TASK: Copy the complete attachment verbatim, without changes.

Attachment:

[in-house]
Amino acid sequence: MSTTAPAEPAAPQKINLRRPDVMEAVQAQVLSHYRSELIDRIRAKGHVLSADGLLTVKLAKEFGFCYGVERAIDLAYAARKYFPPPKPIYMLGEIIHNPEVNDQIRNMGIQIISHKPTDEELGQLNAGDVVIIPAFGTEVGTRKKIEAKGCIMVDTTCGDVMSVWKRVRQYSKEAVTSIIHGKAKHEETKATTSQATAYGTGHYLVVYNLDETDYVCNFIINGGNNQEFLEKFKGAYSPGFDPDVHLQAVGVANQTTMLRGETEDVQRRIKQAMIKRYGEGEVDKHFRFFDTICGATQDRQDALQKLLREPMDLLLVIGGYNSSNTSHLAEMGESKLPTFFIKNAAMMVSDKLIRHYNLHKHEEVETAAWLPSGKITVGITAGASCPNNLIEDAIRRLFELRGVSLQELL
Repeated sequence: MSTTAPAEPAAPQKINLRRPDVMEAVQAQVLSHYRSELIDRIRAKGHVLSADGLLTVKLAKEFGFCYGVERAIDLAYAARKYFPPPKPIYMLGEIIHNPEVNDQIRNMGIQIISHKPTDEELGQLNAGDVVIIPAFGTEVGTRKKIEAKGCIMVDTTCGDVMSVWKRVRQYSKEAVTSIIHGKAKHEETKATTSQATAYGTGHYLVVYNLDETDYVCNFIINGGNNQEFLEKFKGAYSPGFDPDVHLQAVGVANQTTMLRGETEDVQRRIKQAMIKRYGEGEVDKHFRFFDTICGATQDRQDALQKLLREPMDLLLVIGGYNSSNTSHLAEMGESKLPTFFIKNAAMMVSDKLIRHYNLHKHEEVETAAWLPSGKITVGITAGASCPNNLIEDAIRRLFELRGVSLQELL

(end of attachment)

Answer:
[in-house]
Amino acid sequence: MSTTAPAEPAAPQKINLRRPDVMEAVQAQVLSHYRSELIDRIRAKGHVLSADGLLTVKLAKEFGFCYGVERAIDLAYAARKYFPPPKPIYMLGEIIHNPEVNDQIRNMGIQIISHKPTDEELGQLNAGDVVIIPAFGTEVGTRKKIEAKGCIMVDTTCGDVMSVWKRVRQYSKEAVTSIIHGKAKHEETKATTSQATAYGTGHYLVVYNLDETDYVCNFIINGGNNQEFLEKFKGAYSPGFDPDVHLQAVGVANQTTMLRGETEDVQRRIKQAMIKRYGEGEVDKHFRFFDTICGATQDRQDALQKLLREPMDLLLVIGGYNSSNTSHLAEMGESKLPTFFIKNAAMMVSDKLIRHYNLHKHEEVETAAWLPSGKITVGITAGASCPNNLIEDAIRRLFELRGVSLQELL
Repeated sequence: MSTTAPAEPAAPQKINLRRPDVMEAVQAQVLSHYRSELIDRIRAKGHVLSADGLLTVKLAKEFGFCYGVERAIDLAYAARKYFPPPKPIYMLGEIIHNPEVNDQIRNMGIQIISHKPTDEELGQLNAGDVVIIPAFGTEVGTRKKIEAKGCIMVDTTCGDVMSVWKRVRQYSKEAVTSIIHGKAKHEETKATTSQATAYGTGHYLVVYNLDETDYVCNFIINGGNNQEFLEKFKGAYSPGFDPDVHLQAVGVANQTTMLRGETEDVQRRIKQAMIKRYGEGEVDKHFRFFDTICGATQDRQDALQKLLREPMDLLLVIGGYNSSNTSHLAEMGESKLPTFFIKNAAMMVSDKLIRHYNLHKHEEVETAAWLPSGKITVGITAGASCPNNLIEDAIRRLFELRGVSLQELL